Cheeky humour to their long tall stories of crime of passion in the corn fields. Steering away from the casual misogyny that often creeps into such topics, their gun totin’ killers are just as often female, such as the tragic Miss Mary, the anti-heroine of a sinister country number with a generous lashing of klezmer-style gypsy folk.
Replacing its older sibling the double bass, the higher pitched cello makes an unusual addition to its stringed cousins. Rather than played seated in the conventional way, it was held up to the hips, wielded bass guitar style, and swung around with an impressive feat of strength and stamina. Although mainly plucked and strummed, the bow did come out for Deep When The River’s High although it still never touched the ground.
While the lyrics may play to the standard liquor, sex, drugs and guns themes, the instrumentation and arrangements bring the originality, felt to full effect in That Bastard Son, with a jangly and annoyingly catchy mandolin backline giving way to a lamented chorus sung by the entire venue, and culminating in wild stamping, thrashy strumming and head banging under the strobe lights. For In Hell I’ll Be in Good Company, the musical accompaniment was left to cello and banjo, as Nate and Scott led the dancing with a nice bit of heel-toe and finger clinking.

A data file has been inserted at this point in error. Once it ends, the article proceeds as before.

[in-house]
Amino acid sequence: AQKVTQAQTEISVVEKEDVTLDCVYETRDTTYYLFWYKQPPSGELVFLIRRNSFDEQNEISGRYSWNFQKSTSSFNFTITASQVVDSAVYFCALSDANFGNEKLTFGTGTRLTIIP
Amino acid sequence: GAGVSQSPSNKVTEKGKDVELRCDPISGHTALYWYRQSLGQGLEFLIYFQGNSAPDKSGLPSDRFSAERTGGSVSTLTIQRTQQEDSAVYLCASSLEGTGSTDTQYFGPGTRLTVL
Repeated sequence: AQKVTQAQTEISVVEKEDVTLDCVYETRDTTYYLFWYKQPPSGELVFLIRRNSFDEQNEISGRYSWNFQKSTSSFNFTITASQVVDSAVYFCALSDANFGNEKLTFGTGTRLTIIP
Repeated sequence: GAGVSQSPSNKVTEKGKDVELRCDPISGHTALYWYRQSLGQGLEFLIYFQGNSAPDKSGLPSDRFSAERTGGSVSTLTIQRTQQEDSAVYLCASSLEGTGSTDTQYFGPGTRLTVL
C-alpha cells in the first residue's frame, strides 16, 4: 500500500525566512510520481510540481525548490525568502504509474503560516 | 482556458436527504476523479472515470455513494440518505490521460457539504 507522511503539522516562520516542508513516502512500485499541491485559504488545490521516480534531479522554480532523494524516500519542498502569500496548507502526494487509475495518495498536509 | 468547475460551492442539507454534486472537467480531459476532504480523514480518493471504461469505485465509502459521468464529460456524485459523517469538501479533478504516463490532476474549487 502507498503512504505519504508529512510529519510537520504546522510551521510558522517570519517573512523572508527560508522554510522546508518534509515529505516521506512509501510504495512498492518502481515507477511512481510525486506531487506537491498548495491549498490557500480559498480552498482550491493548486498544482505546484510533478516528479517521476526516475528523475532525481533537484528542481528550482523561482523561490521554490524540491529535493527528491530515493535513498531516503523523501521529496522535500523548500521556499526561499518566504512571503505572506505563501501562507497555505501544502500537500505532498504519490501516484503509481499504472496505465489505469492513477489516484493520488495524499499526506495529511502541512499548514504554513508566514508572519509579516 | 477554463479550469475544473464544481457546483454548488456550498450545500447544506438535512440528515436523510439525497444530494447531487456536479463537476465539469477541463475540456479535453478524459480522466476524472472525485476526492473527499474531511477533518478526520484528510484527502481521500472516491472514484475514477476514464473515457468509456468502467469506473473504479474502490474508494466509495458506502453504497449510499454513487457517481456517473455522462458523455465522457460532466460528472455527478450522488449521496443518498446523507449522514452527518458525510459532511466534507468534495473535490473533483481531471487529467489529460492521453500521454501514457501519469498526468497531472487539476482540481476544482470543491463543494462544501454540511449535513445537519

The inevitable encore gave us a tambourine-slapping tale of cousin love and banjo trills, the appropriately titled Banjo Odyssey. Relentlessly thrashing the living hell out of their instruments, the night closed with Travellin’ Man, a hollering ditty with more than a touch of raucous Irish folk-punk amongst the bluegrass.
Breathing their whiskey soaked fumes back into bluegrass, The Dead South capture the very essence of folk music – three-minute stories of love, loss and alienation played with passion and a stomping great beat, that lend themselves to collective clapping, singing and dancing.
THE DEAD SOUTH played a sold out show at Kentish Town O2 Forum on 15/02/2019
Words: copyright Sarah Corbett-Batson
Photo: Carl Byron Batson
Article previously featured in Trebuchet Magazine